Genres 101: Today’s Lesson – Humour

Filed in Genres 101 , The Quirky Lover Posted on June 8, 2011 @ 6:29 pm 7 comments

There is nothing better to get you out of a funk than something that will make you laugh, so this week, as I battle a head cold in scary humid weather, I thought we’d take a look comedic writings. I need a good laugh right now. Normally, I stick with fiction but I figured it would be nice to add in a few non-fiction examples in this category also.

The big thing is: what makes us laugh? I have a strange sense of humour at times, so for me, sarcasm and irony blended with intelligent writing are the best mix to tickle my funny bone. Defined by Wiki (I’m going to briefly paraphrase here), Comic Fiction is writing that is meant to amuse the reader while making them think about controversial issues, using subtlety, puns, and a carefully crafted narrative style. I’m not sure if I completely agree with that; really, does every bit of funny fiction have “controversial issues” at its core? Let’s take a look at some examples and see

Black Comedy, also known as Gallows Humour, is a brand of satirical writing that centres around dark subjects, like death or disease. For most (all?) of us, death doesn’t fill us with the need to giggle, but written about in a certain manner, an author can make this dire topic more palatable. In Jose Saramago’s Death With Interruptions, the author asks the reader to ponder what happens if death just didn’t happen anymore. From there, the book travels down a slippery slope of social, economical, and moral implications.  When writing about such a topic, I would imagine the writer has to make the choice of making it a dull diatribe, ripping apart our modern society or, make the necessary points through silly, situations. Ok, score one for Wiki here. Their definition fits. Other writers of Black Comedy include Jonathan Swift, Kurt Vonnegut, Thomas Pynchon and Roald Dahl.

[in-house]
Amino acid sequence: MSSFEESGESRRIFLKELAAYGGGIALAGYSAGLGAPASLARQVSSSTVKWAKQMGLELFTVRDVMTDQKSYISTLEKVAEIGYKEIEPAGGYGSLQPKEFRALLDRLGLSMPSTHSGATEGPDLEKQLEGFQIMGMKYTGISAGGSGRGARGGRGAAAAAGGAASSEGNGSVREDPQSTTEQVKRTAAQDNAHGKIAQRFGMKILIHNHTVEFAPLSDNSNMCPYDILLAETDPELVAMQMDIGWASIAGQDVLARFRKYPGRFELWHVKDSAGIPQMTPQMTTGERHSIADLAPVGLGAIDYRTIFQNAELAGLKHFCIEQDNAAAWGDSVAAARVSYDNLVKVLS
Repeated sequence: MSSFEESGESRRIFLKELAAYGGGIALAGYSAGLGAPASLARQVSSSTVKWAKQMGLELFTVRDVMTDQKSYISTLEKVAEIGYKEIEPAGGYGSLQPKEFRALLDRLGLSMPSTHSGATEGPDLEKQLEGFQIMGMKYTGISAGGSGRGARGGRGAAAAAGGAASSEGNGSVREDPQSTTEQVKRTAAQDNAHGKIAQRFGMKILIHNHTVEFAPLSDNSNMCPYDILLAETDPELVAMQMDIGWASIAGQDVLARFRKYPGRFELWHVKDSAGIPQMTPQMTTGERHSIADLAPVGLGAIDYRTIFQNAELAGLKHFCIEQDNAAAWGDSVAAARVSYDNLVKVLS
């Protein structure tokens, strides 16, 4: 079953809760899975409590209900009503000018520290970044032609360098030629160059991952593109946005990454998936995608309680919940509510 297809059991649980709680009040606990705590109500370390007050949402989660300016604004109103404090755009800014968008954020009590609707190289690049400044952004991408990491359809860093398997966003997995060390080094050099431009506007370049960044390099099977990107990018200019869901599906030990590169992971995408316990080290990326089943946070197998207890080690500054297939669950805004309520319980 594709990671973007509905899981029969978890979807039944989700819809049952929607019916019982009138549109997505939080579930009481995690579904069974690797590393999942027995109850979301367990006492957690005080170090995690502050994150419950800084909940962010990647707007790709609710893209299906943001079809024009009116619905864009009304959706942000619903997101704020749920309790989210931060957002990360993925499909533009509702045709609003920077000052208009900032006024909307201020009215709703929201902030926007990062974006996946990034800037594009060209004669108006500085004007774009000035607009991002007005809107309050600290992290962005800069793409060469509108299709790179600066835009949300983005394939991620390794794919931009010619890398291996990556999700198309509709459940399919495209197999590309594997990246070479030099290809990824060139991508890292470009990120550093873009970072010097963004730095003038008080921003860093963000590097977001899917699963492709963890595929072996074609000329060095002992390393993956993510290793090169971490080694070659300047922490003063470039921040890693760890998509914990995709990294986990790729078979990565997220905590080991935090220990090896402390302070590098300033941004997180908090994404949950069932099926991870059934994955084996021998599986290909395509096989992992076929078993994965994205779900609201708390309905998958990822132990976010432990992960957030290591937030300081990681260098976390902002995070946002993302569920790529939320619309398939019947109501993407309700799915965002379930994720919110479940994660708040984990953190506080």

There is a similar subgenre to Black Comedy, named Blue Comedy. This one deals with nudity, sex, and bodily fluids. I’m just raising my eyebrows at this, and can’t think of any examples here. Has anyone read a book that would fit this description?

The Romantic Comedy is noted with early examples as written by Shakespeare, in A Midsummer Night’s Dream and Much Ado About Nothing. More modern examples could include Bridget Jones’ Diary (the book!) or anything written by Jill Mansell. The typical novel would include a light plotline, with true love as the ultimate goal. (See? Where’s the controversy here?) The Romantic Comedy in novel form lends itself easily to big screen productions too. Even Shakespeare has had his work made for the non-reading, movie going masses.

Satire, its name being derived from a latin phrase that means “a full dish of various kinds of fruits”, sounds like fun right from the start. It appears to be broken down into two categories “Horatian” and “Juvenalian”. The difference between the two had me surprised; while the Horatian “playfully criticizes some social vice through gentle, mild, and light-hearted humour” , the Juvenalian “addresses social evil through scorn, outrage, and savage ridicule”. I thought, just looking at the word “Juvenalian”, that it would have been the source of juvenile humour, which would be more like the blue comedy mentioned above, but nope. (Score Wiki 2, Jackie 1, for social commentary of satire). Alexander Pope’s Rape of the Lock, is a Horatian satire, while Lord of the Flies is listed as Juvenalian. It’s been a while, but I don’t recall anything particularly funny about Lord of the Fliescan anyone correct me? Modern examples of satirical writing can be found by Terry Pratchett and William S. Burrows. And, so much for the idea of a big bunch of fruits. Satire sounds like serious fun.